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Consequences of not conducting adequate Third-Party Due Diligence


Take the example of a provider which is considering bidding for a major contract to provide business services. It undertakes due diligence on its prospective client and discovers that one of the latter’s key shareholders is under investigation for a major fraud. If the shareholder did undertake this fraud and the client uses some of the proceeds to finance the contract, then the provider would be paid out of the proceeds of crime. The provider may therefore become involved in a money laundering transaction with potential criminal consequences for them.

Merely identifying the existence of the risk does not mean that the factors identified are necessarily true or will materialise. However, the organisation must give careful consideration to the risk, and to the likely effectiveness of its own policies and procedures to prevent this risk from occurring. The firm should only proceed with the contract if it believes the residual risk to be sufficiently low and that it is a reasonable business decision to proceed.

Firms need to be satisfied that any third-party service provider has at least, equivalent internal controls and operational resilience conditions to safeguard its business services when outsourcing critical or important operational functions.

Case Study 1: Asset Manager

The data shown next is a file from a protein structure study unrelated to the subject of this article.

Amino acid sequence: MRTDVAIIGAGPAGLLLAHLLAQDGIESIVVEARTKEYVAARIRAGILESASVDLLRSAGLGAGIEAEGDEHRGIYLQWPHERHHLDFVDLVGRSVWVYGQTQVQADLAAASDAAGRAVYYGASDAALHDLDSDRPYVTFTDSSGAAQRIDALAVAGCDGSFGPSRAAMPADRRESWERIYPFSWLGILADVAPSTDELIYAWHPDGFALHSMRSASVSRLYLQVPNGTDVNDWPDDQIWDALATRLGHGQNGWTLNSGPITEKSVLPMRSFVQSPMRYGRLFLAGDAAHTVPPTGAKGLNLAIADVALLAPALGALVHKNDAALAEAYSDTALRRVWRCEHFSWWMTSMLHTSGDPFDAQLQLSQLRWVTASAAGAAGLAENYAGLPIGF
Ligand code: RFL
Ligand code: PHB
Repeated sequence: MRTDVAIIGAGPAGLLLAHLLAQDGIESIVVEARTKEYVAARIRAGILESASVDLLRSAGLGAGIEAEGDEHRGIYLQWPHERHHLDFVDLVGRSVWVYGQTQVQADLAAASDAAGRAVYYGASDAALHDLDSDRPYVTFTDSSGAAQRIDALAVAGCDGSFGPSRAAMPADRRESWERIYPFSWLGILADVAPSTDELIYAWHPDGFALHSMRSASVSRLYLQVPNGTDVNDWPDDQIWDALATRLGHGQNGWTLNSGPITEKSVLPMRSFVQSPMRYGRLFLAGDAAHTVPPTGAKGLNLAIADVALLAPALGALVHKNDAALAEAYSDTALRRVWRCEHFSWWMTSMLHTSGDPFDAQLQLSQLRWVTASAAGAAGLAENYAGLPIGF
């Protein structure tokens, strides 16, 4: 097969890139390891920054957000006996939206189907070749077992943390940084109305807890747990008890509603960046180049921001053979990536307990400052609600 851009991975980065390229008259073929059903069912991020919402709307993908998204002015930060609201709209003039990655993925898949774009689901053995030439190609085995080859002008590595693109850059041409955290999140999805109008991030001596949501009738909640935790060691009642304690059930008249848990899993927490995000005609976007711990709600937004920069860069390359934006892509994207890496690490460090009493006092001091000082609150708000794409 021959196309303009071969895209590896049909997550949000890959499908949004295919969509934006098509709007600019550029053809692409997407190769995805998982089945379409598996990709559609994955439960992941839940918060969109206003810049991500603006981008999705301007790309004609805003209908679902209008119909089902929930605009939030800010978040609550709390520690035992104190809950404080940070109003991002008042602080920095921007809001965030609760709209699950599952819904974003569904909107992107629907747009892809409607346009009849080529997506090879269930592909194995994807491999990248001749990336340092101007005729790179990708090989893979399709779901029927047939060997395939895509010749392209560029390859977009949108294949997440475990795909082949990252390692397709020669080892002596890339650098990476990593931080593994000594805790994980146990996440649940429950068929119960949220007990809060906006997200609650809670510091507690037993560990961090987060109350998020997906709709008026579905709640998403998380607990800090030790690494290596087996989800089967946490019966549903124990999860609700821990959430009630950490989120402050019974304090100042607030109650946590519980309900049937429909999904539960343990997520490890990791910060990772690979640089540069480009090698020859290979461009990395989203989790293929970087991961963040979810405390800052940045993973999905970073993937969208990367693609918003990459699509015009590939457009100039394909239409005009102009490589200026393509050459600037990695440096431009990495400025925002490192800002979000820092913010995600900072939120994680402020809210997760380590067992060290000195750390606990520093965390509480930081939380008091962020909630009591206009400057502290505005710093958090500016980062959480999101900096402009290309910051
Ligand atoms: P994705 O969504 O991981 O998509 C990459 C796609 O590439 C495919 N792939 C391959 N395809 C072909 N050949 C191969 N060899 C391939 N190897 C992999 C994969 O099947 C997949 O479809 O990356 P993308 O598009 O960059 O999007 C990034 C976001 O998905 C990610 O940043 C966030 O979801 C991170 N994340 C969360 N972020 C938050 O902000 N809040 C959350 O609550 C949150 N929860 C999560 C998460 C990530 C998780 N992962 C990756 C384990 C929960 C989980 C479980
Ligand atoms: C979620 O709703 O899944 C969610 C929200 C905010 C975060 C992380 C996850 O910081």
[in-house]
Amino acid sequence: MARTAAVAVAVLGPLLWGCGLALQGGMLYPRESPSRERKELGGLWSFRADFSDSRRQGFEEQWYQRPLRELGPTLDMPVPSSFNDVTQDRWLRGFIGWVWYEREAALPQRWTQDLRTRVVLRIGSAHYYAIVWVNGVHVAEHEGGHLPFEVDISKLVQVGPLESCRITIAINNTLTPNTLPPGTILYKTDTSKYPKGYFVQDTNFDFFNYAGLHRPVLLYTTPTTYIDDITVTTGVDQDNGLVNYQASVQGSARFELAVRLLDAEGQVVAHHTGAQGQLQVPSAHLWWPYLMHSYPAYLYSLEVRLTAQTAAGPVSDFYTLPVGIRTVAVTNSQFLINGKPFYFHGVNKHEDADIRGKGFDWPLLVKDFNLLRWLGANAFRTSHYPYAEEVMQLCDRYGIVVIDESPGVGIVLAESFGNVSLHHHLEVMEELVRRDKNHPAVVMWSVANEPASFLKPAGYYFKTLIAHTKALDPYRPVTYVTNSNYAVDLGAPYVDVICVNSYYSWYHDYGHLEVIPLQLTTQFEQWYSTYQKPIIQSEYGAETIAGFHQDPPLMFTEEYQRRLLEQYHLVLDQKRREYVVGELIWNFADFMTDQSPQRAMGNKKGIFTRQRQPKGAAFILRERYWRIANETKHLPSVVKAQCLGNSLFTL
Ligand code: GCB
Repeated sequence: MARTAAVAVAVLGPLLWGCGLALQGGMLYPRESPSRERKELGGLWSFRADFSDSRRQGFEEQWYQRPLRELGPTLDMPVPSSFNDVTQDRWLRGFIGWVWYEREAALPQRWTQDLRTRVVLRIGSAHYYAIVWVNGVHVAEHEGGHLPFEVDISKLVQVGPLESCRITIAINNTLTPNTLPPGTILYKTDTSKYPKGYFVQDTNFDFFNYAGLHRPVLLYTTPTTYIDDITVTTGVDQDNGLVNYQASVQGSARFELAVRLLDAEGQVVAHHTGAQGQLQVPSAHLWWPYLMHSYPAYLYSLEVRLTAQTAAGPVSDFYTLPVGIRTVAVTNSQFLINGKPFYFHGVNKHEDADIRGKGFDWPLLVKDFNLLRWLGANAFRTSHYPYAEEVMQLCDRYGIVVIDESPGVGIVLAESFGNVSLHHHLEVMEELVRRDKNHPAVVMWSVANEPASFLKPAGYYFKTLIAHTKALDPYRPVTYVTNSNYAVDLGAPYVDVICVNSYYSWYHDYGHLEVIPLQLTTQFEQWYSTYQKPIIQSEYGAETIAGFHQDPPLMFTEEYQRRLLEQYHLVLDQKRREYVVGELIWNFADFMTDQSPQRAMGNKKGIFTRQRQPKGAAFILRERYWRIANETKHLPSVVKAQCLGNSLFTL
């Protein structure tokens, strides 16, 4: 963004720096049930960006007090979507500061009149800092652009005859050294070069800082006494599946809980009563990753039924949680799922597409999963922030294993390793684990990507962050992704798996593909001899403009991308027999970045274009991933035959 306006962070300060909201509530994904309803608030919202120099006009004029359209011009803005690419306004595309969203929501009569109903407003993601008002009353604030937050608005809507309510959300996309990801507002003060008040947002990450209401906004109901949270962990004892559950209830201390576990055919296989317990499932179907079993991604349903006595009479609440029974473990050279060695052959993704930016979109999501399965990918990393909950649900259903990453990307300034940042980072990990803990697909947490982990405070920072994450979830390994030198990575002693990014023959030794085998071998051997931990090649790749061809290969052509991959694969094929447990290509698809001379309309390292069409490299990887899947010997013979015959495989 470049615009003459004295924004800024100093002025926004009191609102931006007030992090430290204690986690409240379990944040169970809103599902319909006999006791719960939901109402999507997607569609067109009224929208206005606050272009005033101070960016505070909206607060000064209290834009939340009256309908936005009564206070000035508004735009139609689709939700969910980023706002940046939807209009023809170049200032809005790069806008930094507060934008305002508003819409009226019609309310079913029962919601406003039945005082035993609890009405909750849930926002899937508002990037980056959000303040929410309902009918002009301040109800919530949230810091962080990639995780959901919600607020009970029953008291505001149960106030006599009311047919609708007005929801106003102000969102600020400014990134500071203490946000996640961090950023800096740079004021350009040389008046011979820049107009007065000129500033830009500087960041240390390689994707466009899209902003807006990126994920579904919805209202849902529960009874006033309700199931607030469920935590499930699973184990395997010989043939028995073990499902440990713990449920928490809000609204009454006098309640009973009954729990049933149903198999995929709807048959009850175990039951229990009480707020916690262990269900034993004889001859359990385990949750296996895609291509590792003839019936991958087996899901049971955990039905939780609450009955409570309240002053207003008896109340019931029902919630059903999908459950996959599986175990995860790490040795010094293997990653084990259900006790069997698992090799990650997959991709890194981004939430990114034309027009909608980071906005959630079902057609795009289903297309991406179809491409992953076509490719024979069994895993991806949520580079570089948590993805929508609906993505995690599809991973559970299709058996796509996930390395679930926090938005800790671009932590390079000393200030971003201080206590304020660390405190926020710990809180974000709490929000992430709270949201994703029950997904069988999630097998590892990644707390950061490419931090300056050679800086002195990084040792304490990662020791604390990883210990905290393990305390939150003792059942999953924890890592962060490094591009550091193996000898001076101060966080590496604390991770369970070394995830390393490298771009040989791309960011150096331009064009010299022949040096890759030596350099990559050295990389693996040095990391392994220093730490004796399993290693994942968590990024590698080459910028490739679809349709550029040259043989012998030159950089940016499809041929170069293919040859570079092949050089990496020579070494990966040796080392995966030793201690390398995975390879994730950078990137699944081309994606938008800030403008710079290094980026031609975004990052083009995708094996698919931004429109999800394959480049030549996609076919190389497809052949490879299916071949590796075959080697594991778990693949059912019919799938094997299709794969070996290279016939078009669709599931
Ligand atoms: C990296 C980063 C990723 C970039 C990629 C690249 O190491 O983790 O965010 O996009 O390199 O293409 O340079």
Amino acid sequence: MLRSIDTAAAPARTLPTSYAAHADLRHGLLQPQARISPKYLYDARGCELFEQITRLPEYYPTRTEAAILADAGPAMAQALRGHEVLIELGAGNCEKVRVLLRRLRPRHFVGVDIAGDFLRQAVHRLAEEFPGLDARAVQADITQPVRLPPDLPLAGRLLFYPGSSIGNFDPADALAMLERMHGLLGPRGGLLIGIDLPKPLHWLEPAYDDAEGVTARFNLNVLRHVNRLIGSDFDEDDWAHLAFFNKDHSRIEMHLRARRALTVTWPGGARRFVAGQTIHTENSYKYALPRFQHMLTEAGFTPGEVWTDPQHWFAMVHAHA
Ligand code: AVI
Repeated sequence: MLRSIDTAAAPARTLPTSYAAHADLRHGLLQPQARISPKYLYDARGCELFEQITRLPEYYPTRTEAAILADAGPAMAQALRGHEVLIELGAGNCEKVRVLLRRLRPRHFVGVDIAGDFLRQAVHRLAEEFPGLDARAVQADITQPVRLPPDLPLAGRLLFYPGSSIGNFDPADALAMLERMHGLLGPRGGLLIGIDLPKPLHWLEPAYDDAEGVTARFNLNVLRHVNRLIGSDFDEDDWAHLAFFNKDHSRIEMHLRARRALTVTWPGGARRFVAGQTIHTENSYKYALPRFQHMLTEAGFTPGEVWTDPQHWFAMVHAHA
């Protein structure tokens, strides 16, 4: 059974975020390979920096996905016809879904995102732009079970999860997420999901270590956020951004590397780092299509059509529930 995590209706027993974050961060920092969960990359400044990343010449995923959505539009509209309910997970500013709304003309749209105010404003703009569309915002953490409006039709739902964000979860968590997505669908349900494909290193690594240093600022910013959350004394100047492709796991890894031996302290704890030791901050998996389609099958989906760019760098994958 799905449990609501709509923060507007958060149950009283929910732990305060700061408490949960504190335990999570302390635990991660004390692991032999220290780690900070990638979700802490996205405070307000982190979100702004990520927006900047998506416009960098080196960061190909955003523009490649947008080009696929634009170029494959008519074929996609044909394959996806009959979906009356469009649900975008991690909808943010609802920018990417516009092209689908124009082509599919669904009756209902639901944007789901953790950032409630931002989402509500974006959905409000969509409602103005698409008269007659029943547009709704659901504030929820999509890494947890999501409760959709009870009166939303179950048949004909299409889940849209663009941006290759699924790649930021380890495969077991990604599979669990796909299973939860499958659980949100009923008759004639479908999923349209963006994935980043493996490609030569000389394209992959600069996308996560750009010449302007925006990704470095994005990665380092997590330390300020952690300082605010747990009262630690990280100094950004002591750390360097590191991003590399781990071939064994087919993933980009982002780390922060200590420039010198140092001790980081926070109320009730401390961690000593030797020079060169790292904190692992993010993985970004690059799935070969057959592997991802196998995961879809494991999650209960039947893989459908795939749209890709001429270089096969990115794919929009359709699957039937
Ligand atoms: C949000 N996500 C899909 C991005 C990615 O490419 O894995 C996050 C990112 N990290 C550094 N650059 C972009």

The following table provides examples of outsourcing arrangements in place between an asset manager and third-party service providers, including the potential impact of disruption which could follow a failure to conduct adequate due diligence.

Firms retain full responsibility for the effective governance and management of any risks to which the firm is exposed as a result of reliance on third parties. Hence, the regulators would be unlikely to take a lenient approach in the event of a failure to conduct adequate due diligence on service providers.

Case Study 2: R. Raphael & Sons PLC (“Raphael”) – UK Bank

The table below provides summarised extracts from the Final Notices issued by the FCA and PRA to R. Raphael & Sons PLC (“Raphael”), a UK bank, on 29 May 2019, in relation to failures by its Payment Services Division (“PSD”) to manage the operational responsibilities of the prepaid card (or charge card) programmes (“Card Programmes”). The noted failings also serve to illustrate the level of due diligence expected by the regulators.

Case Study 3: UNAT DIRECT Insurance Management Ltd (“UNAT”) –
Insurance intermediary

The table below provides summarised extracts from the Final Notice issued by the FCA to UNAT DIRECT Insurance Management Ltd (“UNAT”), an insurance intermediary, on 19 May 2008, in respect of failures associated with making arrangements for the sale of an associated insurers’ general insurance products (in particular personal accident insurance policies) to consumers through third-party call centres (“General Insurance Products”).

Have you read our responses behind other key questions?  You can view them by clicking on the links to the pages below:

Understanding due diligence and it supports risk management

Types of due diligence

Vendor Risk Assessment and Vendor Due Diligence

Applying the right level of Due Diligence

Top Tips and Points for Attention

Conclusion – Why and When to conduct Vendor Due Diligence?